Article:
Arsenal’s record in the January window is far from impressive, writes Tom Adams, will Mohamed Elneny buck the trend?
Contrary to all received wisdom, Arsenal are on the verge of completing the biggest deal of the January transfer window so far, in a decisive move which has been lined up for some time. Most incredibly of all, the man in question is even an outfield player.Arsenal, you will struggle to forget, were the only club from Europe’s top five leagues who failed to sign an outfield player in the summer. Petr Cech was a transformative addition in nets, but still, Arsene Wenger’s refusal to recruit a midfielder or a striker angered some fans.The recruitment of Mohamed Elneny from FC Basel, in a £7 million deal which is expected to be confirmed in the coming hours and days, represents a departure from Arsenal’s summer strategy, Wenger’s hand being forced by damaging injuries to Santi Cazorla and Francis Coquelin.It also represents a departure from their usual approach in the winter window. If it was Sir Alex Ferguson who famously repeated the mantra that “there’s no value in the January market” it is Wenger, his old rival, who continues to put it into practice.
Nacho Monreal has had a fantastic season with Arsenal – AFPIn the past six January transfer windows, Arsenal have only signed two players of any lasting consequence: Nacho Monreal from Malaga in 2013 and Gabriel Paulista from Villarreal in 2015. A scattering of youngsters and grizzled veterans make up an unconvincing cast.Thierry Henry’s return on loan in 2012 carried huge emotional weight but ultimately little sporting value. Andrei Arshavin inspired the most protracted saga of the 2009 window as his move, held up by a snowstorm enveloping London, was completed days after the close of the window, but in truth you have to go back to 2006 to find a year, in fact the only year, when Arsene Wenger really threw himself into the winter window.Abou Diaby, Emmanuel Adebayor and Theo Walcott, all of whom arrived in the first month of 2006, have a combined service of 24 years at Arsenal, and counting. They were signings who reshaped the team, enjoyed moments of glory and, in Adebayor’s case, became a modern day villain. But at the time, Diaby and Walcott were only promising youngsters and Adebayor a rather raw striker from Ligue 1.So when Wenger insists he “will be busy” in January, as he did at the end of last month, it probably doesn’t raise the prospect of a genuine transfer splurge. Elneny and maybe one other arrival are likely to constitute Arsenal’s winter business, if past history is anything to go by.
Arsenal’s January signings
2015 Gabriel Paulista, Krystian Bielik
2014 Kim Kallstrom
2013 Nacho Monreal
2012 Thierry Henry, Thomas Eisfeld
2011 Wellington Silva, Ryo Miyaichi
2010 Sol Campbell, Samuel Galindo
2009 Andrei Arshavin
2008 Luke Freeman
2006 Carlos Vela, Abou Diaby, Emmanuel Adebayor, Theo Walcott, Mart Poom
2005 Emmanuel Eboue
2004 Jose Antonio Reyes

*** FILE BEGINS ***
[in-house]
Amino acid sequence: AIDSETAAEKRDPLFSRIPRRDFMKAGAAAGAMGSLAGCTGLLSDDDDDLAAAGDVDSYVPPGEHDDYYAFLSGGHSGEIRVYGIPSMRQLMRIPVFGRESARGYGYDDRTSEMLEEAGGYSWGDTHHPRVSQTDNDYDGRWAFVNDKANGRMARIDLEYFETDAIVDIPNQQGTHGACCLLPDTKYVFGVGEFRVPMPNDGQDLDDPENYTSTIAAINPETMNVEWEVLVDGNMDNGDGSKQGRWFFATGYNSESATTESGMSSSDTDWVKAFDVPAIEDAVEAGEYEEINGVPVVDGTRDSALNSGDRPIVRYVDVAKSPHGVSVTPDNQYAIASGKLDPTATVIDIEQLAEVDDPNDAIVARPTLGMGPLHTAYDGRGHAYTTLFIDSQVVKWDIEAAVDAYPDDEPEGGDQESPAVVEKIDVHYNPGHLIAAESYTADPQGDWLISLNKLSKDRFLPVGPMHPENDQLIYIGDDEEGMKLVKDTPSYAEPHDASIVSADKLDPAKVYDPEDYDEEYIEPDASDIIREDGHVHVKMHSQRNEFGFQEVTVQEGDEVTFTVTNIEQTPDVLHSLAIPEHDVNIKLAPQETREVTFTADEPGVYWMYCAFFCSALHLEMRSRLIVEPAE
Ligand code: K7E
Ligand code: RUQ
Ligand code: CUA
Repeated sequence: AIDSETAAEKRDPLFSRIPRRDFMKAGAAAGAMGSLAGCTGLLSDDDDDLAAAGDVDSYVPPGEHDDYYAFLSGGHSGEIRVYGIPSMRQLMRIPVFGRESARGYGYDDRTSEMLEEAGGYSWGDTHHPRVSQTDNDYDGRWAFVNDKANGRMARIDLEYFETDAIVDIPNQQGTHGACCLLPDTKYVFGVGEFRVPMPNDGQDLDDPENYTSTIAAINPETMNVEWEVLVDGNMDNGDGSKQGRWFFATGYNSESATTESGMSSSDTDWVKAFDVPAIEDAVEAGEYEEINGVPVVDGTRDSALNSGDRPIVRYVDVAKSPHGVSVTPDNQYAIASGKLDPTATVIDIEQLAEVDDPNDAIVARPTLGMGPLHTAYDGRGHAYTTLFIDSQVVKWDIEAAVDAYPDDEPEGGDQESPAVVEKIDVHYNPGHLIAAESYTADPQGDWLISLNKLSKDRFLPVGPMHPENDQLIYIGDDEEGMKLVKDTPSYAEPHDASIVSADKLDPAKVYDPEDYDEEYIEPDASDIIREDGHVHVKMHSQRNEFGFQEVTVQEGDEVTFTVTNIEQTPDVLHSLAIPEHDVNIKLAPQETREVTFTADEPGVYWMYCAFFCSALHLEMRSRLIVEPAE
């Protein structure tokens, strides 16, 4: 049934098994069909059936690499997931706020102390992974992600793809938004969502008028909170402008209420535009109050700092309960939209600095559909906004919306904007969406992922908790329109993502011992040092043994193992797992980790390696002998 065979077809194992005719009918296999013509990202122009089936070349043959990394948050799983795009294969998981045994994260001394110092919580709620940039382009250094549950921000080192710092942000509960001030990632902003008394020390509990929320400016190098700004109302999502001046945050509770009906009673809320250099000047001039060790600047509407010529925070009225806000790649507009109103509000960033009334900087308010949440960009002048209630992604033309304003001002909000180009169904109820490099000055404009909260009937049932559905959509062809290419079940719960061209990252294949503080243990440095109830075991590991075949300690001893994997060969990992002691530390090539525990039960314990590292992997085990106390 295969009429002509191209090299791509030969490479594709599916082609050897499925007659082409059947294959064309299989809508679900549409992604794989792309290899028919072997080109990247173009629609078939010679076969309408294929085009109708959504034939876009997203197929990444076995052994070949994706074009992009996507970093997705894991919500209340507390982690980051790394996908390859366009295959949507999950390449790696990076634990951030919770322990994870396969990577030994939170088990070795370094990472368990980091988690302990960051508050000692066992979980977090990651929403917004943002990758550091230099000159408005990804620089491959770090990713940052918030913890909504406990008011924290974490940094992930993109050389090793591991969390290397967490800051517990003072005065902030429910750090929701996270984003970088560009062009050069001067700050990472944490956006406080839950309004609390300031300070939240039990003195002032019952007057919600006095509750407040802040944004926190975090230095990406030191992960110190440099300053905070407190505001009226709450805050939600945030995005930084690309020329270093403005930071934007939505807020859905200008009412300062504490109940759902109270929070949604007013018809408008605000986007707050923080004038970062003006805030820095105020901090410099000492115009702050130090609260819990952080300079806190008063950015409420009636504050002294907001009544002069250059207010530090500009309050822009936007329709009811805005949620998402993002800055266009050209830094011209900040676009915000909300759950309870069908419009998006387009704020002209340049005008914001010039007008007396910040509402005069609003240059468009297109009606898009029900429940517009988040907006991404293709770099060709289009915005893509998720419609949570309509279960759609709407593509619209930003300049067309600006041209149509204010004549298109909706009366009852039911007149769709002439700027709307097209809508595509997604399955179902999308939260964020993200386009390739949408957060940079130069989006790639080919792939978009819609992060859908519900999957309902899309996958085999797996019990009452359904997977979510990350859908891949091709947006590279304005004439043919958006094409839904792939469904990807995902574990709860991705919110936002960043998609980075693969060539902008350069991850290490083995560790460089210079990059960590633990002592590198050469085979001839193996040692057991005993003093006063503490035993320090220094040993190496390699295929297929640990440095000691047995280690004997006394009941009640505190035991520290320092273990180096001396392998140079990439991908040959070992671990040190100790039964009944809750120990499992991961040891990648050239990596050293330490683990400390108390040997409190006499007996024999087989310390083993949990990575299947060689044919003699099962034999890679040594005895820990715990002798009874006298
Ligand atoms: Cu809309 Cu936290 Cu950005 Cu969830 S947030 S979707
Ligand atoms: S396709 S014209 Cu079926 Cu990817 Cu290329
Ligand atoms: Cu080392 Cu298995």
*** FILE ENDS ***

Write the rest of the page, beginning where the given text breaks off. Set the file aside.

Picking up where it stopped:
2003 Guillame Warmuz
When you look at which winter signings made an immediate impact on the team, the field narrows even further.Arshavin gave Arsenal a much-needed attacking infusion as his six goals and five assists in 12 league matches in 2009 helped them to a Champions League place – a portrayal of his talent which was to ultimately prove misleading.In 2006, Diaby made nine Premier League starts in the second half of the season before his campaign was brutally cut short, and his career fatally undermined, by a tackle from Sunderland’s Dan Smith in May. Walcott did not feature at all, while Adebayor scored four times and got four assists in 12 league matches in a gentle introduction to English football.
Jose Antonio Reyes signs for Arsenal – ReutersThe only other player whose impact was felt to a significant degree in the season in which he joined was Reyes, who helped the Invincibles get across the line unbeaten but also knocked Chelsea out of the FA Cup with two goals in February. Like Arshavin, and Diaby to an extent, it was not the start of the great Arsenal career many had hoped for and expected.The omens, then, for Elneny are not particularly promising. One problem is that Arsenal need an immediate impact if Mathieu Flamini is to be relieved of defensive midfield duties. With Coquelin out injured, this is the most critical weakness in the Arsenal team yet Elneny does not seem to fill the brief.The comparison graphic from Squawka, below, suggests the Egypt international is seemingly more suited to the box-to-box role currently filled by Aaron Ramsey. But Arsenal don’t particularly need another midfielder who attacks the box and gets shots away, they need someone who will win possession and add a physical dimension in Coquelin’s absence.
He may prove a valuable long-term acquisition for Arsenal – that is surely why they purchased the 23-year-old, and one piece of analysis suggests Wengercould mould him into a defensive midfielder of some repute – but history, and his present qualities, indicate Elneny may not be an immediate solution to Arsenal’s midfield vulnerability.